Research, Connect, Protect




Home range areas of koalas in an urban area of north-east New South Wales

Ross L. GoldingayA,C and Barbara DobnerB

ASchool of Environment, Science and Engineering, Southern Cross University, Lismore, NSW 2480, Australia.

BFriends of the Koala, PO Box 5034, East Lismore, NSW 2480, Australia.

CCorresponding author. Email:


Conserving wildlife within urban areas requires knowledge of habitat requirements and population processes, and the management of threatening factors. The koala (Phascolarctos cinereus) is one species that is adversely affected by urban development. Sick and injured koalas in the Lismore urban area are regularly taken into care. We radio-tracked koalas released from care in order to estimate home-range areas and to determine their fate. Koalas were tracked for periods of 90–742 days; 7 of 10 survived for a period of at least one year. Home ranges defined by the minimum convex polygon (MCP 100%) were large (mean±s.e.=37.4±8.2 ha). Analysis using the 95% Fixed Kernel revealed home-range areas of 8.0±1.7 ha. Analysis of the habitat composition of each MCP home range showed that they included 4.3±0.9 ha of primary habitat (dominated by their primary food trees). These home ranges contained 27.6±6.8 ha of non-habitat (cleared or developed land). Koalas crossed roads within their home ranges at least 5–53 times; one crossed the Bruxner Highway near a roundabout at least 32 times over his 2-year tracking period. Future management should include strategic food tree planting that enhances habitat connectivity and minimises the risk of car strike or dog attack.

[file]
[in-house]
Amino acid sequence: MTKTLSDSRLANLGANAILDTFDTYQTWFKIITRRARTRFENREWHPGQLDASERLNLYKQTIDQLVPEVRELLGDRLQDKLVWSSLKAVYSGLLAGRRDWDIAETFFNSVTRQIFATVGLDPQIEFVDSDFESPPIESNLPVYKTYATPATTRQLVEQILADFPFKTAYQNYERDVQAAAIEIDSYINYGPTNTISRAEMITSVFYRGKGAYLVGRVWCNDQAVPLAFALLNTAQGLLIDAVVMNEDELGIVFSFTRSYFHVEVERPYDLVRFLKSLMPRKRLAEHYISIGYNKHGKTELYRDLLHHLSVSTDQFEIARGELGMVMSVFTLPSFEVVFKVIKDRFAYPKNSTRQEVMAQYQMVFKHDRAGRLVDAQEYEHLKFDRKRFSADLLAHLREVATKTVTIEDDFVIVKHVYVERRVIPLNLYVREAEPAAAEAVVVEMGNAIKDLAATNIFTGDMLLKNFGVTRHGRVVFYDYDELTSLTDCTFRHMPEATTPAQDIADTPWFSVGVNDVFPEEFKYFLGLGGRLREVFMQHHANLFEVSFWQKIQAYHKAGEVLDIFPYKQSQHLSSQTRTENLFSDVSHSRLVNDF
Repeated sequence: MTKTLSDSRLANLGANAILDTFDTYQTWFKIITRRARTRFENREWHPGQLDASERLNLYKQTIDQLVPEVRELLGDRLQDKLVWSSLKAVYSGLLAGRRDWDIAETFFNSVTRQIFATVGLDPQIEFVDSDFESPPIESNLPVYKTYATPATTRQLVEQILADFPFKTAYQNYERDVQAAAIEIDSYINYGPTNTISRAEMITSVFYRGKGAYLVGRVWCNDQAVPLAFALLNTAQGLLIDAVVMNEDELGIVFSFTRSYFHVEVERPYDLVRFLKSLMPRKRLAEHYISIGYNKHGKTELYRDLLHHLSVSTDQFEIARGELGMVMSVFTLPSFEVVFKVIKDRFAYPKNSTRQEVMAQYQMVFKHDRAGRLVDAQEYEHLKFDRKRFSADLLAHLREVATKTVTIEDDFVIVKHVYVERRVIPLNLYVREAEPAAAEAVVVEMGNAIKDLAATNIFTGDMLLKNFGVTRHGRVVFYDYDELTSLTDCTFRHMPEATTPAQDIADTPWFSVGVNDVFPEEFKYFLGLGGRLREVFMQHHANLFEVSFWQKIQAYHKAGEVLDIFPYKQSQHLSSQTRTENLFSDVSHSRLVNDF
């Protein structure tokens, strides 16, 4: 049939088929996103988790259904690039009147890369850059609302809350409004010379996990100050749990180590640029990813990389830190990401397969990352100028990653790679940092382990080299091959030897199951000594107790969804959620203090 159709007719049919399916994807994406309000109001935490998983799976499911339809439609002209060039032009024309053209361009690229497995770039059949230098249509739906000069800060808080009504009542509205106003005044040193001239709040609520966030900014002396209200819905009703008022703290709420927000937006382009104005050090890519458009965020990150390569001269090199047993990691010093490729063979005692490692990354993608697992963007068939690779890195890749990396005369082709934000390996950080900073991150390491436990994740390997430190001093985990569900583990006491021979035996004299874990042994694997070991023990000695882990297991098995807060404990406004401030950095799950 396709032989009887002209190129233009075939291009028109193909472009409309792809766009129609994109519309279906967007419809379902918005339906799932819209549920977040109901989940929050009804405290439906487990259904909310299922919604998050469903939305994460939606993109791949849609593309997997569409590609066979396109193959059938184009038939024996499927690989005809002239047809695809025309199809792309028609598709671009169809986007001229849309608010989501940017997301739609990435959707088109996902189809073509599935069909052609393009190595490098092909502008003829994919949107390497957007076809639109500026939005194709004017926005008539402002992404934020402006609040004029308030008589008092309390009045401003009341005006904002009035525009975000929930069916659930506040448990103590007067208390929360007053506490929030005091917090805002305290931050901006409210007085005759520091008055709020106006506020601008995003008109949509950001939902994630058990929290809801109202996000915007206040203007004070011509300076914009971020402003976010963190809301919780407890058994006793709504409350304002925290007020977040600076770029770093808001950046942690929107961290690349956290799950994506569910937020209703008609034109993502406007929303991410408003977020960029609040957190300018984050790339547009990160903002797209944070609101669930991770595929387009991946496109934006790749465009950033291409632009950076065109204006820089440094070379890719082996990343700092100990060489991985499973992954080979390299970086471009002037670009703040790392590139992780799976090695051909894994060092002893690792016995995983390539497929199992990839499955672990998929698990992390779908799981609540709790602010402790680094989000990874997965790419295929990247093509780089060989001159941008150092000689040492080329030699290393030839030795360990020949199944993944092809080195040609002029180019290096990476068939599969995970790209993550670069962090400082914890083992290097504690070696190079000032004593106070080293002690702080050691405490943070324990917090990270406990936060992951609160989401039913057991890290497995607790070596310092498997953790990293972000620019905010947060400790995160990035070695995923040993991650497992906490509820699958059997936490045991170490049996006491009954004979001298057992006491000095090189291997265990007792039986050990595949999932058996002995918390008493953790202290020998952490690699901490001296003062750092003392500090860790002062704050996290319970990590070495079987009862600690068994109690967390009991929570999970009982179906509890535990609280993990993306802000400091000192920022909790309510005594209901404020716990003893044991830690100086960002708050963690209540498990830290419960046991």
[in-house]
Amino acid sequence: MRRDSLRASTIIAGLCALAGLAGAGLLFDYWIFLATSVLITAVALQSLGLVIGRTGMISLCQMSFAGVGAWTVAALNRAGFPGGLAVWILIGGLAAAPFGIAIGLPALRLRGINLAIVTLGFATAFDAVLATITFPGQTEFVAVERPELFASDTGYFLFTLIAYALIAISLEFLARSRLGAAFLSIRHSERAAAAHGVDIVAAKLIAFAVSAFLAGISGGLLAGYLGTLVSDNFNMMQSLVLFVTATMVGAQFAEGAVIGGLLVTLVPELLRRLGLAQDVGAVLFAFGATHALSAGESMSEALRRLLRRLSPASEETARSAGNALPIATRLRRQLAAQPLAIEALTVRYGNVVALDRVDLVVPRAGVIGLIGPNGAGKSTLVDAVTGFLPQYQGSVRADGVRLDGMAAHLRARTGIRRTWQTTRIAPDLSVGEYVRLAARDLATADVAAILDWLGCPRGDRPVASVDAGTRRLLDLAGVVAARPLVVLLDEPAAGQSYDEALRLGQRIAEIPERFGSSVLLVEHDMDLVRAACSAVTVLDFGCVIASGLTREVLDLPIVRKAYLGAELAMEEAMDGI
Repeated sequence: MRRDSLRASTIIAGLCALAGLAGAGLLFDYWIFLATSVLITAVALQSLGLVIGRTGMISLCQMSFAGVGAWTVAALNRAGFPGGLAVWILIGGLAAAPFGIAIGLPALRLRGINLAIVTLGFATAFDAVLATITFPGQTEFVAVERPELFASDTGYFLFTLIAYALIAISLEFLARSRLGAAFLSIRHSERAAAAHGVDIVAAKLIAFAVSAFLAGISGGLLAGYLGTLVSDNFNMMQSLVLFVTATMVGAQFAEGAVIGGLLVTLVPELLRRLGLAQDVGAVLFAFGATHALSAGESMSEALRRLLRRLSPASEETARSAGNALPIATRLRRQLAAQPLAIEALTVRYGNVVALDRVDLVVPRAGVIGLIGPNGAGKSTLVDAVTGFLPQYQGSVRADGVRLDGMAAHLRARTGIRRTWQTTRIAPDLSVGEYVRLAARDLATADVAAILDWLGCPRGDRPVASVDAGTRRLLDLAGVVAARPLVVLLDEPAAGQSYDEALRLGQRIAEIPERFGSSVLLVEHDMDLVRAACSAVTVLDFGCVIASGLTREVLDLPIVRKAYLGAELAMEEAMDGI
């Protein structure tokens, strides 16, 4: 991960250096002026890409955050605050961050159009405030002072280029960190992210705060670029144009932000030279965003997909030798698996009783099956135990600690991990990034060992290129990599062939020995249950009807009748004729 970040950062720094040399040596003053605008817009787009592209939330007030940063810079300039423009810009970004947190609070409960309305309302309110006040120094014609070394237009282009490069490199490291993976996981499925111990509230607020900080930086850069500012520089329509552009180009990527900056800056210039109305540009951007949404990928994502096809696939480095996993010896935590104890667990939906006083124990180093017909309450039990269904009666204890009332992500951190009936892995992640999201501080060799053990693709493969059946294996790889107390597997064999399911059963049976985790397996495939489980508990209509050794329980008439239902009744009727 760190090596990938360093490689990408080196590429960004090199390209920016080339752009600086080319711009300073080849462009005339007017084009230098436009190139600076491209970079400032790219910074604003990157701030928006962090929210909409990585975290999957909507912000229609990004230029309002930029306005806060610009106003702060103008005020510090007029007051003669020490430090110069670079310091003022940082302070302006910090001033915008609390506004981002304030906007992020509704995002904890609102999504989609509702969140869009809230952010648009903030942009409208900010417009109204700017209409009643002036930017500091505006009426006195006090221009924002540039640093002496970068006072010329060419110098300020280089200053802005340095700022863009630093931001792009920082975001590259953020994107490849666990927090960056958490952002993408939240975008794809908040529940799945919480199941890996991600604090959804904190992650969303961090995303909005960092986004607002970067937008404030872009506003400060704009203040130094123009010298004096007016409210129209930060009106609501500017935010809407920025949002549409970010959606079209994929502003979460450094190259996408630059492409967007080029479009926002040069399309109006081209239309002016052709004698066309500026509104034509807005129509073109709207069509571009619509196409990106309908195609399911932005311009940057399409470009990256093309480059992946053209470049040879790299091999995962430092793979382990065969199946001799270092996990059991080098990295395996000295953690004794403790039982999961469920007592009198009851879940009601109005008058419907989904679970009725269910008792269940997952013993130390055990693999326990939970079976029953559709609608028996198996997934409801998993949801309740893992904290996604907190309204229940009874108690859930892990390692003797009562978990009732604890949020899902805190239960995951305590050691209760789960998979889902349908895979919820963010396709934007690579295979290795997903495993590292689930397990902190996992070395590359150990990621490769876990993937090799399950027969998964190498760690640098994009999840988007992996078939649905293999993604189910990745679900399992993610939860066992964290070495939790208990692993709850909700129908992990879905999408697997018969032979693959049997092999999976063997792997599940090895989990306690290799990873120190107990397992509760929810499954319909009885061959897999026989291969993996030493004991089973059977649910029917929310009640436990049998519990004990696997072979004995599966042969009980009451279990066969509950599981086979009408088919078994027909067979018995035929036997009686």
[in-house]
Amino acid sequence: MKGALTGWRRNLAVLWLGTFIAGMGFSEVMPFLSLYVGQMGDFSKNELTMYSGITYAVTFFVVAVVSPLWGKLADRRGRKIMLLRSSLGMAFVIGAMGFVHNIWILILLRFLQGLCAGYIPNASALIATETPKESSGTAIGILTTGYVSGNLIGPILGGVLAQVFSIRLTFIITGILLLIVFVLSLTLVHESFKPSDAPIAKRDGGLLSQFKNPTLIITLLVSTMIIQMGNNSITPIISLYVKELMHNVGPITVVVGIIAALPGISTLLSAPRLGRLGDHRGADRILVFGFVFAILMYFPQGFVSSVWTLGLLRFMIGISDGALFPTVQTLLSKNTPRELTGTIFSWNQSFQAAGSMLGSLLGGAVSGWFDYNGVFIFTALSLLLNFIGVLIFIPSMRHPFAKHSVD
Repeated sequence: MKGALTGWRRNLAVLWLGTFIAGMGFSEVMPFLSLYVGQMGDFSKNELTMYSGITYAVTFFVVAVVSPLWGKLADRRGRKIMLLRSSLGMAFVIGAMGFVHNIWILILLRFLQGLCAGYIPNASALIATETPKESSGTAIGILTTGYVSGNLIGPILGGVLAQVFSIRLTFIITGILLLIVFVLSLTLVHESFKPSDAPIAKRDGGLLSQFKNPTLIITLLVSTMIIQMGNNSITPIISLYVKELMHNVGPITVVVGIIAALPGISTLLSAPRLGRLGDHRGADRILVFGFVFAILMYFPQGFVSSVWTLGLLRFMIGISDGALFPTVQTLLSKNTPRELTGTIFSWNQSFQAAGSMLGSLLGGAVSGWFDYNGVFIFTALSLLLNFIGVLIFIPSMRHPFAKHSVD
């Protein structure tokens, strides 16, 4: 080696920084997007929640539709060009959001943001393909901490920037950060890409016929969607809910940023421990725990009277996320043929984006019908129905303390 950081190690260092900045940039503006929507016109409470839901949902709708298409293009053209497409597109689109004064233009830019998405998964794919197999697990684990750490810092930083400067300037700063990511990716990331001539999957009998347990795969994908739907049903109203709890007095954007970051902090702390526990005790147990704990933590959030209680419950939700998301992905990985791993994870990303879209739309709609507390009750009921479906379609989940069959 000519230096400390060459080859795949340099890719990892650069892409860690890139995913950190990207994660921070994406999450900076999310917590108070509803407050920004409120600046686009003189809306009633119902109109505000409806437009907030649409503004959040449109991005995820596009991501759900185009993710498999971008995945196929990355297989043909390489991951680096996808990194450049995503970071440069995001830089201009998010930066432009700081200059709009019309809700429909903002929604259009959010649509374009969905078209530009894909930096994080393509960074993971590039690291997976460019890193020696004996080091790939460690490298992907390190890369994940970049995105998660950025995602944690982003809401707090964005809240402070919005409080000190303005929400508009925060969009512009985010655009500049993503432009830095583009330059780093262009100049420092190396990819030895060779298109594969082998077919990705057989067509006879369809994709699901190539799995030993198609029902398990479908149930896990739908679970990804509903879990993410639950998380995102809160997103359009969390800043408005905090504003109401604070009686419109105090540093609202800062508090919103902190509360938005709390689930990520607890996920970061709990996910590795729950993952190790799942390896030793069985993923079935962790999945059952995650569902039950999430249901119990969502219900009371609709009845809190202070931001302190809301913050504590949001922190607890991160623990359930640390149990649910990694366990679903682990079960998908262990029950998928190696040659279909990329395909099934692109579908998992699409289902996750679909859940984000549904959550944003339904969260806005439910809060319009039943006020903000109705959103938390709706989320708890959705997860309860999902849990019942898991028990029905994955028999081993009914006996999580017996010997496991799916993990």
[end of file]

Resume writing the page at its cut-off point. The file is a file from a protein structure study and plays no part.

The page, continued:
• All
  • 2013
  • Biogeography
  • Biology
  • Chlamydia
  • Diet
  • Disease
  • Ecology
  • Ellis
  • Eucalyptus
  • Genetics
  • Habitat
  • Infection
  • Interventions
  • Koala
  • Lunney
  • Threats
  • Timms
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